In this tutorial, we use the Input bar to create mathematical objects particularly a circle, an arc, and a point that traces the sine and cosine function. In doing the tutorial, we learn the following:
- use the GeoGebra keyboard commands to construct various geometric objects
- use the GeoGebra trace function
- change the interval of the x-axis
First, we create a point A at the origin, and then create a circle with center A and radius 1 unit. Second we create B at (1,0) and point C on the circumference of the circle. Third we measure the arc length of BC and use it as the y-coordinate of point P which will trace the sine function. The partial output of this tutorial is shown in Figure 1.
In Figure 1, as point C moves counterclockwise along the circumference of the circle, point P moves rightward. Its path as shown by the thick curve is known as the sine function.
1.) Open GeoGebra and be sure the Algebra & Graphics view is displayed (Perspectives menu).To create point A at the origin, type A = (0,0) in the Input bar and press the ENTER key on your keyboard.
2.) Next, to construct a circle with center A and radius 1, type circle[A,1] in the Input Bar and press the ENTER key on your keyboard.
3.) We fix point A to prevent it from being accidentally moved. To fix the position of point A, right click on point A, and then click Object Properties from the context menu. This will display the Preferences dialog box shown in Figure 2.
4.) In Basic tab of the Preferences dialog box, click the Fix Object check box to check it, then close the window.
5.) To construct point B at (1,0), type B = (1,0).
6.) Fix the location of point B (refer to steps 3-4).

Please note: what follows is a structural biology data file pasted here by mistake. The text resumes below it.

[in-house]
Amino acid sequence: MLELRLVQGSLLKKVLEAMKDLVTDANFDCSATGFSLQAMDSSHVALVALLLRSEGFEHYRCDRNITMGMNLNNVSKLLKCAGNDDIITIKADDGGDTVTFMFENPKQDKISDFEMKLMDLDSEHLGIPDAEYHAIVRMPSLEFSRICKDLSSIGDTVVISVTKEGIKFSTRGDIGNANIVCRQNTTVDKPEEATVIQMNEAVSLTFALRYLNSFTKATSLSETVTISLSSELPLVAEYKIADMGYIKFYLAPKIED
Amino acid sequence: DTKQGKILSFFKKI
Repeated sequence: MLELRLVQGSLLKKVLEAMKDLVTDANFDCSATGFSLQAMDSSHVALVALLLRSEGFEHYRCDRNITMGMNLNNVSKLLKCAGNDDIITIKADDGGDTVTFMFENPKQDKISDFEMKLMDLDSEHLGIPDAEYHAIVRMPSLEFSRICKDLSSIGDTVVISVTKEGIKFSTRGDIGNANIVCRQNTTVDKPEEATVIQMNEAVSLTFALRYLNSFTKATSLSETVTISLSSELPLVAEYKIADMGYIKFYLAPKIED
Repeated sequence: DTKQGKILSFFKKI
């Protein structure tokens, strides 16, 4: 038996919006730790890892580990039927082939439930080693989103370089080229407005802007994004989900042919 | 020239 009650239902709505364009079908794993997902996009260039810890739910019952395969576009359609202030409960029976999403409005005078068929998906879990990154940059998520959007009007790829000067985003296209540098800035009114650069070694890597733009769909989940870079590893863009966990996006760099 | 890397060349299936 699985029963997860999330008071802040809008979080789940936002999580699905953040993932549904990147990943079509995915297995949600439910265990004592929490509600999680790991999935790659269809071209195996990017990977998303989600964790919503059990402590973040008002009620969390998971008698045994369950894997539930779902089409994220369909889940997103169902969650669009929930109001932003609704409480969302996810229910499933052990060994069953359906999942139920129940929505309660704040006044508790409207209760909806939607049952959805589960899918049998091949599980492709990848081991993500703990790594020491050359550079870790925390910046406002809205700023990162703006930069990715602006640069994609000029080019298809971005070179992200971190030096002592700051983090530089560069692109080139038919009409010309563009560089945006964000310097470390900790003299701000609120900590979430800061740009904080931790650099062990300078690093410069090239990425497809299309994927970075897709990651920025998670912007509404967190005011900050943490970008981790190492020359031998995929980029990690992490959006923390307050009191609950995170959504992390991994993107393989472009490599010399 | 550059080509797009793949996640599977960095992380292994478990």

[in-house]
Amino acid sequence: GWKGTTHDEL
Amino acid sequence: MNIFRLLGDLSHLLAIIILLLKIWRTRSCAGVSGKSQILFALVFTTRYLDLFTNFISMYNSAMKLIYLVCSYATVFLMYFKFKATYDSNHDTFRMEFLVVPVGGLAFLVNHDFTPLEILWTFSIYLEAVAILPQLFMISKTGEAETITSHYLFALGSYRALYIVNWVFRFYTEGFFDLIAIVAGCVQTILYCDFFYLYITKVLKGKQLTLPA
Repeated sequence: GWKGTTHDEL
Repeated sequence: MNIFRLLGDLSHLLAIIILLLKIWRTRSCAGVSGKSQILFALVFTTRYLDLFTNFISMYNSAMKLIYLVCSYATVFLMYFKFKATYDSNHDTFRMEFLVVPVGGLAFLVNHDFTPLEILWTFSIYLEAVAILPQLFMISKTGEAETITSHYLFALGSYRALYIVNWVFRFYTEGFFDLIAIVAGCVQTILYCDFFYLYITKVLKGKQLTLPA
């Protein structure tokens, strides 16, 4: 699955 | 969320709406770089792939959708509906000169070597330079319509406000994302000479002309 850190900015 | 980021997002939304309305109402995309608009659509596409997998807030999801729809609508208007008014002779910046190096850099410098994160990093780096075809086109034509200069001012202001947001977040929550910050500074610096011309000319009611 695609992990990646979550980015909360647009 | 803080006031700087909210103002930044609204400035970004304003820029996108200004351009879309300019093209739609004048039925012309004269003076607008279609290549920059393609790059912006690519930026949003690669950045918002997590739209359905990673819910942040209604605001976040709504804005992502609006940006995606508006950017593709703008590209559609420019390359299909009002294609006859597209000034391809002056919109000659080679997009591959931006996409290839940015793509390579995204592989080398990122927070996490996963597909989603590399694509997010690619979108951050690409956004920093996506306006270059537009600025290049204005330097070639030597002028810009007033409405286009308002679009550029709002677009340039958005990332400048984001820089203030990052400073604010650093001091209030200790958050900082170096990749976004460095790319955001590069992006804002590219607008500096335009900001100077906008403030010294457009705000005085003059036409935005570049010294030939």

7.) To construct point C on the circumference of the circle, click the New Point tool and click on the circumference of the circle. Your figure should look like Figure 3.
8.) We now change the interval of the x-axis from 1 to π/2. To do this, right click Graphics from the context menu.
9.) In the Settings dialog box, click the Graphics button, and then click the xAxis tab.
10.) In the x-Axis tab, click the Distance check box to check it and choose π/2 from the Distance drop-down list box.
11.) Now we create arc BC of circle with center A starting from B and going counterclockwise to C. To do this, type circularArc[A, B, C].
12.) Right click the arc BC, then click Object Properties to display the Preferences window.
13.) In the Preferences window, choose the Basic tab, be sure that the Show label check box is checked and choose Value from the drop-down list box. This will display the length of arc BC.
14.) Next, we change the color of the arc to make it visible. Click the Color tab and choose red (or any color you want except black) from the color palette.
15.) Click the Style tab, then adjust the Line Thickness to 5, then click the Close button. Your drawing should look like the one shown in Figure 6.
16.) Next, to construct the point that will trace the sine wave, we construct an ordered pair (d,y(C)) where d is the arc length of BC and the y(C) y-coordinate (or the sine) of point C. To do this, type P = (d,y(C)).
Q1: Move point C along the circle. What do you observe?
17.) To trace the path point P, right click on P and click Trace on from the context menu.
Q2: Now, move point C along the circumference of the circle and see the path of P.
18.) To create point Q that will trace the cosine wave, type Q = (d,x(C)).
19.) Activate the trace function of point Q (see Step 17).
Q3: Now, move point C along the circumference of the circle and observe the path of point Q. What do you observe?
Challenge: Using the diagram that you have created above, graph the other four other functions namely tangent, contangent, secant and cosecant functions.